Tajikistan is one of the former Soviet Central Asian Republics and borders Afghanistan which is to the south.  We flew into the capital city of Dushanbe arriving at 2 AM, and without spending the night, got in a jeep for the 13 hour drive to the city of Khorog in the southeast part of the country.  We would provision there and then head into the Pamirs.

It was a beautiful drive up and over some mountains and then a big descent to the Panj River that separates Tajikistan from Afghanistan.  The drive follows the river the rest of the way to Khorog and was spectacular with huge relief from the valley to the tops of the rocky mountains above us.  It reminded me of the drive  to Skardu along the Indus River in Pakistan.  

Driving up the Panj River
We could look across the river to Afghanistan and the contrast with development was striking.  Tajikistan looked to have benefited considerably from the Soviet years with much better infrastructure (roads and power lines).  All we could see in Afghanistan were donkey tracks along the river and mud walled villages scattered along the dry hillsides where they had access to water for irrigation.

Afghan village on the other side of the Panj River
The road to Khorog is also called the Pamir Highway and was full of Chinese trucks hauling goods from the Western Chinese province of Xinjiang to Central Asia and further west.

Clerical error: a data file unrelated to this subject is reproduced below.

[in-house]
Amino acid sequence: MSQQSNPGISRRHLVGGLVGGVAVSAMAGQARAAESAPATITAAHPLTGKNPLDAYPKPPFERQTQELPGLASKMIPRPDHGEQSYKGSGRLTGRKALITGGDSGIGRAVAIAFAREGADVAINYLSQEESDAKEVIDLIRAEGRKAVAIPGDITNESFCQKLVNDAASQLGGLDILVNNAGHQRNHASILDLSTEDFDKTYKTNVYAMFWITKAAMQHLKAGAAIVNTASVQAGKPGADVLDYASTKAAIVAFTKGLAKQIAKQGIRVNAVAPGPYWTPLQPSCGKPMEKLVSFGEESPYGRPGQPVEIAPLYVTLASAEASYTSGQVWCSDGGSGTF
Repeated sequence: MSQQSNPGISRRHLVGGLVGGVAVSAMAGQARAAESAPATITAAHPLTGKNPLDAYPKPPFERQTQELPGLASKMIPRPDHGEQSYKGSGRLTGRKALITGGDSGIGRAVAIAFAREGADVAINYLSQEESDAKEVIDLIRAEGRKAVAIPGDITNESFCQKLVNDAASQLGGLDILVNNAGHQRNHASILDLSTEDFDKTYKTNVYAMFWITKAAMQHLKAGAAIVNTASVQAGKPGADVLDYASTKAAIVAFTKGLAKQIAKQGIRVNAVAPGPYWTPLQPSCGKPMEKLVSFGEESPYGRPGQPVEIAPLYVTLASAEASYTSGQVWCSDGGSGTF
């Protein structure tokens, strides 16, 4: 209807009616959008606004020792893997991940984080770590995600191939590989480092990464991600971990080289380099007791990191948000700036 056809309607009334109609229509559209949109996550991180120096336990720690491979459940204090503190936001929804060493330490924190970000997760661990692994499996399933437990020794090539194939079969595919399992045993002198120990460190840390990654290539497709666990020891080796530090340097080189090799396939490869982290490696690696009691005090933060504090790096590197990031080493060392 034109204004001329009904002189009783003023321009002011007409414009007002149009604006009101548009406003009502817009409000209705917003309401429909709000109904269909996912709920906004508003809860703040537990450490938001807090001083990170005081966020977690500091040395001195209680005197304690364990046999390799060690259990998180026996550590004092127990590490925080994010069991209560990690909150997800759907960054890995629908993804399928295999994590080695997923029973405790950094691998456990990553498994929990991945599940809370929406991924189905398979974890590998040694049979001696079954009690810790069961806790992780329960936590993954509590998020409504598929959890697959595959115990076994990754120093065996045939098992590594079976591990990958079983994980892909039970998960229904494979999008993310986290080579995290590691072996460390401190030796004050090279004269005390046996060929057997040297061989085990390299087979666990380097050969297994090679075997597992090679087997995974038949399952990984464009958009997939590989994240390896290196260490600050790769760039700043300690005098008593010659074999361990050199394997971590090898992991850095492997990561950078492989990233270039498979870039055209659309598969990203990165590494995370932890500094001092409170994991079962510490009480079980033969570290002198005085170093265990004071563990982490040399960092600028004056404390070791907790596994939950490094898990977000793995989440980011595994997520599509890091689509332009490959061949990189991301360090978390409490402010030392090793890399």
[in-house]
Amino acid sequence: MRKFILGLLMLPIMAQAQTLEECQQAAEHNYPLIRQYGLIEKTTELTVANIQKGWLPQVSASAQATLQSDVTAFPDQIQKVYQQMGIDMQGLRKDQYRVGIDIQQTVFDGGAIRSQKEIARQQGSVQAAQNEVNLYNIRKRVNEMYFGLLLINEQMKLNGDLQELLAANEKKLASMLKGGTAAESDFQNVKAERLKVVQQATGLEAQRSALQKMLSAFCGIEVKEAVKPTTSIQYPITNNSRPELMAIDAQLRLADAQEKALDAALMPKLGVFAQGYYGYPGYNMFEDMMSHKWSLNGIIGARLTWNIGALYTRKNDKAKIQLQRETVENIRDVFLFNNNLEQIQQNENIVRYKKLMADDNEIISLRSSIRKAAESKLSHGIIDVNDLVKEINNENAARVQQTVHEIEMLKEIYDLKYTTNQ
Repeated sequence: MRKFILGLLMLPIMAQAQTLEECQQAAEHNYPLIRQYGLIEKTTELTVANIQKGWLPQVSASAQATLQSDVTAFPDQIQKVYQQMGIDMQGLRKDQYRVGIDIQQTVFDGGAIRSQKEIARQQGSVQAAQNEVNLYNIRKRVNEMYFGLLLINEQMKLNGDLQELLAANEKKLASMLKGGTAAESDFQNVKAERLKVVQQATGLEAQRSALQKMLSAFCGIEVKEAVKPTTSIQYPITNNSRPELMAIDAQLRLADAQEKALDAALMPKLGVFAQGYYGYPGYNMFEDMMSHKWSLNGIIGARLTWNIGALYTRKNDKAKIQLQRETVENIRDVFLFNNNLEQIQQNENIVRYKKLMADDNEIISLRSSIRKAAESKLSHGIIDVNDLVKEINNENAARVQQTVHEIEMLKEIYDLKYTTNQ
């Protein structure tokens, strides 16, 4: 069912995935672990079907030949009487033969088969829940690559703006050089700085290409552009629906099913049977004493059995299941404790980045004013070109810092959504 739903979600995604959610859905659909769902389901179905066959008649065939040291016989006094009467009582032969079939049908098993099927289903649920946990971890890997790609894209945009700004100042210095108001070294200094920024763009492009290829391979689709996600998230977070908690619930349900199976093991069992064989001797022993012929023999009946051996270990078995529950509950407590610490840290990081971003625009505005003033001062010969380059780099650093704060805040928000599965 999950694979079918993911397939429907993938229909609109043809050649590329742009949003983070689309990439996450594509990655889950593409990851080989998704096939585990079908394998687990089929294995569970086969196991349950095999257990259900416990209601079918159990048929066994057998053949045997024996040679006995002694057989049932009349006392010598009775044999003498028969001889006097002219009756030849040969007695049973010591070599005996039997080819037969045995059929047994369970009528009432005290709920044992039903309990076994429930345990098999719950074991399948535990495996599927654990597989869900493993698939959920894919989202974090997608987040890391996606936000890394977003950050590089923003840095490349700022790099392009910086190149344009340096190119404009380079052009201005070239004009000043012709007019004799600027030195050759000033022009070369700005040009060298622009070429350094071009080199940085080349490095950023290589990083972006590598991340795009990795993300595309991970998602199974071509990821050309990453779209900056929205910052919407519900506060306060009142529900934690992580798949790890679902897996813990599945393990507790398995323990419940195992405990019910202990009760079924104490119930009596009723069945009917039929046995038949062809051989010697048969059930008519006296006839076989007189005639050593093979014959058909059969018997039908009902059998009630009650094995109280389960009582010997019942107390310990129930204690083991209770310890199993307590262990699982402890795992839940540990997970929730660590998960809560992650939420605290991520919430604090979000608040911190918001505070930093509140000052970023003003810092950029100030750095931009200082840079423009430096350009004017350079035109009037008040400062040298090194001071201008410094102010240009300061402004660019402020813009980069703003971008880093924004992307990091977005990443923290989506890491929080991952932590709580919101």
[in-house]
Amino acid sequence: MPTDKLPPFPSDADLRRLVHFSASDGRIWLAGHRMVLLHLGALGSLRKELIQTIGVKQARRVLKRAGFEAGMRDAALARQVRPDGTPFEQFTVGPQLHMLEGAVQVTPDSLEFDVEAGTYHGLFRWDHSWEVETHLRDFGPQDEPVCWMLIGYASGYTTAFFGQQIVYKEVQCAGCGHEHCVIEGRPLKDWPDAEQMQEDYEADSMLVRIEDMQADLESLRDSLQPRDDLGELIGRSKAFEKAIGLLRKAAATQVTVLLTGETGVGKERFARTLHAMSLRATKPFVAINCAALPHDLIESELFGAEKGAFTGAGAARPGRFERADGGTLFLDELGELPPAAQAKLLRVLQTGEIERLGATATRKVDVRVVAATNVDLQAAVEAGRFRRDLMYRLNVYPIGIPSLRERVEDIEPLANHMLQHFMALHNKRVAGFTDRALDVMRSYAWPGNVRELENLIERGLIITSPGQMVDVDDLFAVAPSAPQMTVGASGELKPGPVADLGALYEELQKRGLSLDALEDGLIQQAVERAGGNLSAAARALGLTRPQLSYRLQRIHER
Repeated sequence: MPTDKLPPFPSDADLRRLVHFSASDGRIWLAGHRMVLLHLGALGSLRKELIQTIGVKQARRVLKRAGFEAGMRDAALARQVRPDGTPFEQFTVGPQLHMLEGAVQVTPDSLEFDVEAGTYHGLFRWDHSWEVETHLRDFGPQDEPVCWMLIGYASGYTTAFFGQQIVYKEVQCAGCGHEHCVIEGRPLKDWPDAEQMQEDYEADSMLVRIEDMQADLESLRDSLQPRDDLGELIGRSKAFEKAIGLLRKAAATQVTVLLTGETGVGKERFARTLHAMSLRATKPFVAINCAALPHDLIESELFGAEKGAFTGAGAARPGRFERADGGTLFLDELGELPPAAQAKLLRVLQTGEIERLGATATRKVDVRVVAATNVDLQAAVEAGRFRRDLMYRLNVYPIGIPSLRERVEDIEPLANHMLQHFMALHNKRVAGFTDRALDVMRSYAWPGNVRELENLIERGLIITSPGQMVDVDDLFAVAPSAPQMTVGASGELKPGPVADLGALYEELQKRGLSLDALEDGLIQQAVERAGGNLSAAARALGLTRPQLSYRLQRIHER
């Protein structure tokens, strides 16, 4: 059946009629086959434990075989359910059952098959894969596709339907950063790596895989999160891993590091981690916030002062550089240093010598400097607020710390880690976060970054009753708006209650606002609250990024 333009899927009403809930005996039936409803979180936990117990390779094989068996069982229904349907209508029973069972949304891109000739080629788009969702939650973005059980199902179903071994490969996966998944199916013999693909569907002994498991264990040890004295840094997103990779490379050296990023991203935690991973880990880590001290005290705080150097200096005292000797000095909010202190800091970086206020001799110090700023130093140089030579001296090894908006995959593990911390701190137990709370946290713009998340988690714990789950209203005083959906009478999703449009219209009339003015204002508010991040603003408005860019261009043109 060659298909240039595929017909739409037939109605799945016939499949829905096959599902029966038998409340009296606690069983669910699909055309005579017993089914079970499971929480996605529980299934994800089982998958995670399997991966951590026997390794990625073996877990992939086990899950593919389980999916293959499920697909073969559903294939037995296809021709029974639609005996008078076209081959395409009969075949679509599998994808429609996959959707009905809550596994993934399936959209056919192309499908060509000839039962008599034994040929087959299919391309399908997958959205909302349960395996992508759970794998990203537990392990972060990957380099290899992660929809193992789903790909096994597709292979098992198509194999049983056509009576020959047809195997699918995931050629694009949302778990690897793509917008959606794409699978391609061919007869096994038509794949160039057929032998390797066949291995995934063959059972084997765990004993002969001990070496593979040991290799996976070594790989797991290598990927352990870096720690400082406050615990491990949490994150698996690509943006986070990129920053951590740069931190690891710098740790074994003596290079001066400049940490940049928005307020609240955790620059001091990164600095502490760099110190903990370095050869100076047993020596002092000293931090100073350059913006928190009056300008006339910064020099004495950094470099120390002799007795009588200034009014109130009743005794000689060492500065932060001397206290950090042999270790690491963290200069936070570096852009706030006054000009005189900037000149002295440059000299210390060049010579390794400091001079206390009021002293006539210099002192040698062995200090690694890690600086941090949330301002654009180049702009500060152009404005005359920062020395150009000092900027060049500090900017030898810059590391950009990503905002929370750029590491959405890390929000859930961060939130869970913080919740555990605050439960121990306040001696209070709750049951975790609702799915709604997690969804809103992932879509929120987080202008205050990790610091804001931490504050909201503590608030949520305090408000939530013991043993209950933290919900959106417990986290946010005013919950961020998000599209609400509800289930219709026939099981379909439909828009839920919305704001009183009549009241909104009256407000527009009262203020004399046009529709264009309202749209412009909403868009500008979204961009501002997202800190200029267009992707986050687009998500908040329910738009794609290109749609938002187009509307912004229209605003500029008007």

Chinese goods along the Pamir Highway
In Khorog we met with Zhandia who is in charge of the Pamirs Eco-Cultural Tourism Association (PECTA), a new tourism agency funded by a grant from the Aga Khan Foundation to help develop a local industry for trekking and climbing in the region.  Bo White, an American who has been active in Tajikistan both climbing and helping the locals to develop a tourism industry, had put us in touch with her.  Zhandia lined us up with jeeps, assigned other staff to help us in the bazaar to buy all our food and supplies, and found us a cook and assistant cook/interpreters.  Our cook and assistant was something I had never had before, – a mother and son team - Zadifa and Bakhtiyore.  They both spoke some English and in this far flung outpost of the former Soviet Union everyone spoke Russian as a second language to their local tongue and all the writing was in Russian.  So having someone to interpret for us was important since none of us could speak or read Russian.